Pyewacket: One of the Year's Best
Grief is a powerful emotion. It can make people act out. Change character. Lash out at their loved ones. Grief can consume a person entirely and make them say things that they don't mean. If there's anything that Hereditary taught me, it's that there are some things that can't be unsaid. And Pyewacket just reinforces it.
Facts are Facts
Writer: Adam MacDonald
Director: Adam MacDonald
Gayly: fantastic script, acting and tension
Dreadful: the feeling of watching a car accident, unable to stop it
Pair With: Hereditary
Availability: VOD, Blu Ray
Pyewacket tells the story of a teenager named Leah (Nicole Muñoz) and her mother Mrs. Reyes (Laurie Holden). At some recent point prior to the movie, Leah lost her father. That loss has obviously affected the two remaining family members and they deal with it in different ways. Mrs. Reyes is deeply depressed and self-medicates with wine, crying nonstop. Leah has turned to the occult, with the help of her goth friends and psuedo boyfriend. I'm not sure if this is intentional or not, but Leah's backpack has a heartagram patch, which is the symbol of the band H.I.M. I'm sure the fans of the band will disagree with me, but that symbol brings to mind a kind of hipster goth, if that's even possible. It's a kind of cutesy, defanged version of a pentagram. They may read the books and play at it, but I don't believe they deep down believe it.
Deep in grief and in the middle of an incredibly intense fight, Mrs. Reyes says the most horrible thing a parent could say to their child. The intensity of the scene reminded me of a specific scene in Hereditary, and the results are simultaneously shocking and painful. Leah runs into the woods, screams in pain and frustration and then decides to perform one of the rituals in her book to summon a familiar named Pyewacket to kill her mother. Much like her mother, Leah immediately regrets her actions. But little things start to happen. Leah can't sleep in the dark. The door to the house is open, dirt dragged inward. A greeting card takes on a foreboding tone by exclaiming, "Be careful what you wish for, someone might be listening."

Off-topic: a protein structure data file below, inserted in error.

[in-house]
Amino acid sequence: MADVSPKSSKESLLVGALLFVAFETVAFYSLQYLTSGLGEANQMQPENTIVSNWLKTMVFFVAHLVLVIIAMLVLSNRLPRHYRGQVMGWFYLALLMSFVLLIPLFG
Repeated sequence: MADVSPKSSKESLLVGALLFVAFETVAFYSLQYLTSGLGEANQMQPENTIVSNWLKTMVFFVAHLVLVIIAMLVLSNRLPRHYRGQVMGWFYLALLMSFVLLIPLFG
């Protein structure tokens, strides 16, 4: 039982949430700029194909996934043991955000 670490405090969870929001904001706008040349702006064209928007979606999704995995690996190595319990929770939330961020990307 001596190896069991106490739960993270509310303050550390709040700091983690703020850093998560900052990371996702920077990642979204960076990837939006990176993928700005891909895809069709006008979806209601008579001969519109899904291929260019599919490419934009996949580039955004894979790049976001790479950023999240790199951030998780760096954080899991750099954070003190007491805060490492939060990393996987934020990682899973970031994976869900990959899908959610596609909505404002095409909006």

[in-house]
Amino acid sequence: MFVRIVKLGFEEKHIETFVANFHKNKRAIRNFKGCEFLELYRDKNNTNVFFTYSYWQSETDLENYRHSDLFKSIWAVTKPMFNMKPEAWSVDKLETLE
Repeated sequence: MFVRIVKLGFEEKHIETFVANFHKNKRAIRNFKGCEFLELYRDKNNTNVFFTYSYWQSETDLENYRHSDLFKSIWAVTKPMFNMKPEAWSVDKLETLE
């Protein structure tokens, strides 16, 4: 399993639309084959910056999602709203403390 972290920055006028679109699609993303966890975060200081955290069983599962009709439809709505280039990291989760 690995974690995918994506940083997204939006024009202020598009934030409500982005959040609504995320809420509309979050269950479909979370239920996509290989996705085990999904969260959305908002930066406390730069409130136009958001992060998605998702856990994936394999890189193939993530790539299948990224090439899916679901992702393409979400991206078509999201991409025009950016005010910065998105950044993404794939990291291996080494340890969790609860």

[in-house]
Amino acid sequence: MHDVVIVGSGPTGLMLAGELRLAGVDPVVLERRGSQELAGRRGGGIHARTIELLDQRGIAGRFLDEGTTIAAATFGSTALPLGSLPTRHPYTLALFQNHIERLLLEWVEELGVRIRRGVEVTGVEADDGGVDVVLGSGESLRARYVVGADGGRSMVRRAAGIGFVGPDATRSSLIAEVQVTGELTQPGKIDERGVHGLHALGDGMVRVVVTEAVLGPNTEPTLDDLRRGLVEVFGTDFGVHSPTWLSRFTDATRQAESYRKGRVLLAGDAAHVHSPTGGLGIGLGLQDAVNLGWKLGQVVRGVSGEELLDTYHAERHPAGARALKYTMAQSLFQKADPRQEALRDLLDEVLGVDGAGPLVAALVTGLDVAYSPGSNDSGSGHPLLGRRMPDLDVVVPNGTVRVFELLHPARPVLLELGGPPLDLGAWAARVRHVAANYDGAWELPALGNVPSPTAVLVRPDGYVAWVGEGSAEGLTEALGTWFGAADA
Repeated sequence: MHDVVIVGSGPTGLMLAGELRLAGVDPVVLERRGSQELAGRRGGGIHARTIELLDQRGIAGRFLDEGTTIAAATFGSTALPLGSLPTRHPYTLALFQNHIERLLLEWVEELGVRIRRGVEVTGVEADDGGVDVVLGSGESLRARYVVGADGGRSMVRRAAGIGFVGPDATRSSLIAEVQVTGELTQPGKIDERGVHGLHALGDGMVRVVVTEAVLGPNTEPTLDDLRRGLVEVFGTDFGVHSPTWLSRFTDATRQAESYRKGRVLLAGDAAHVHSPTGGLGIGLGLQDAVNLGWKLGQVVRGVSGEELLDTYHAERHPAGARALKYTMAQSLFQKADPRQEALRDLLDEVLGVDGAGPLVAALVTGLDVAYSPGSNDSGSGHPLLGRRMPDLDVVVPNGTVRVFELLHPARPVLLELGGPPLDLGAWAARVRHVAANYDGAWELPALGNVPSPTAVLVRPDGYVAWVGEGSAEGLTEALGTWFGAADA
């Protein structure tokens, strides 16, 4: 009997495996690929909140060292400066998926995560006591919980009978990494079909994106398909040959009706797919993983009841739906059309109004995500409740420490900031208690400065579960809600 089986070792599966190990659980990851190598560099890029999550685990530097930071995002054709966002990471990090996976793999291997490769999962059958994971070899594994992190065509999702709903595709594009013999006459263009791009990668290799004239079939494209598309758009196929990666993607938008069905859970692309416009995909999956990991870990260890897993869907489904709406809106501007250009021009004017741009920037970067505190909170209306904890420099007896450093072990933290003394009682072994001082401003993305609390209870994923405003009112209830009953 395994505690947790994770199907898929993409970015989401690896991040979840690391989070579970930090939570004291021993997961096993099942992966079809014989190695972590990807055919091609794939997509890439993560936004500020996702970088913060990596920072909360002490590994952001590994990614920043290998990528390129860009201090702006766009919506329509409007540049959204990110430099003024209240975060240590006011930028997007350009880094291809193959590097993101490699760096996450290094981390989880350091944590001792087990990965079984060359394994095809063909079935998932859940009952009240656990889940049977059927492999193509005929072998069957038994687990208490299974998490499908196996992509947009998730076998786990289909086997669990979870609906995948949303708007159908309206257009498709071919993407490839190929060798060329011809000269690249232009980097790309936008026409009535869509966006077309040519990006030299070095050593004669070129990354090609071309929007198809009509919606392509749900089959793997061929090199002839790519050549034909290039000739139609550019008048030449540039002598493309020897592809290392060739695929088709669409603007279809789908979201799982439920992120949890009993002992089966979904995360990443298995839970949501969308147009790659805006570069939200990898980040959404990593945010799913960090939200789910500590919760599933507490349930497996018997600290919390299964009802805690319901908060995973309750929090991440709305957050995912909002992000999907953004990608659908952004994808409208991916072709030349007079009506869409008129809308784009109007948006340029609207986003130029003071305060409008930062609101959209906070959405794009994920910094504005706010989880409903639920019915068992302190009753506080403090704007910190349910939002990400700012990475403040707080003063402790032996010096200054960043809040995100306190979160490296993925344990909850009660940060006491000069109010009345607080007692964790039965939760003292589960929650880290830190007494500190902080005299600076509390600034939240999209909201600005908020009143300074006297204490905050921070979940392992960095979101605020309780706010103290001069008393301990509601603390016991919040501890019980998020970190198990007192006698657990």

Pyewacket was available to watch earlier this year, but I have to admit I kept putting it off until it wasn't available anymore. The premise behind it felt a bit trite. It felt a little too overdramatic and unbelievable: a teenager summons a demon to kill her mother because she's angry. And while that is a very succinct explanation of the plot, it doesn't really do it justice. I wish I had watched it earlier because it would have easily been on my Favorite Horror of 2018 (so far) list.
These two individuals are broken. Writer/Director Adam MacDonald excels at establishing their grief and the distance between them from the very beginning. Laurie Holden, in particular, shines as the conflicted mother. Hurting and trying to make ends meet, she lashes out in grief and then tries to make up for it the next day by making pancakes. And Leah, fueled by rebellious teenage hormones and intense pain, fights back the only way she knows how. The Ritual itself was incredibly designed. It shows instead of tells and expects its audience to follow suit.
The more I think about Leah, the more real she became. I was never a goth kid, but as a horror nerd whose dad used to collect a wide variety of books, including in the occult, I could see myself in her. Watching her perform the ritual brought me back to my teenage years when I did stumble upon a book of rituals my dad had. I would show it to friends and we'd read it under a flashlight.
One time we did try one of the rituals. We lit some candles and attempted to follow what was written. (Un)Fortunately, we couldn't get our hands on the right esoteric ingredients. Today, I can't remember what silliness we were trying to conjure but I still maintain that the candles flickered a number of times in our basement. So I can understand how an angry and isolated teenage girl could lash out in anger by trying a ritual, while simultaneously thinking nothing of it.
Adam MacDonald directed the surprisingly effective Backcountry and brings his naturalistic style to Pyewacket. As in that previous movie, he grounds the terror and horror in characters. The story takes a bit to unspool, as he focuses intensely on the mother and daughter and their dynamics. Backcountry worked for me because the characters were well-realized; so, too, does Pyewacket spend time deepening our investment in the Mother and daughter. Even when the third act starts to become predictable and I realized where the story was ultimately heading, the characters and the acting made it no-less affecting and effective.
It's amazing to me that we've been given two wonderful familial dramas that are also terrific horror stories in one year. The fact that they have similar qualities, if different ways of invoking it is also quite the coincidence. In some ways, Pyewacket and Hereditary feel like siblings. But while Hereditary stunned with camera trickery and a central mystery that twisted its way into your mind, it had a cool and distanced approach. Pyewacket attacks with a more naturalistic and immediate story and felt more grounded in reality. I'm not sure which one is better, but at this point, I don't think it matters.
Watch this movie.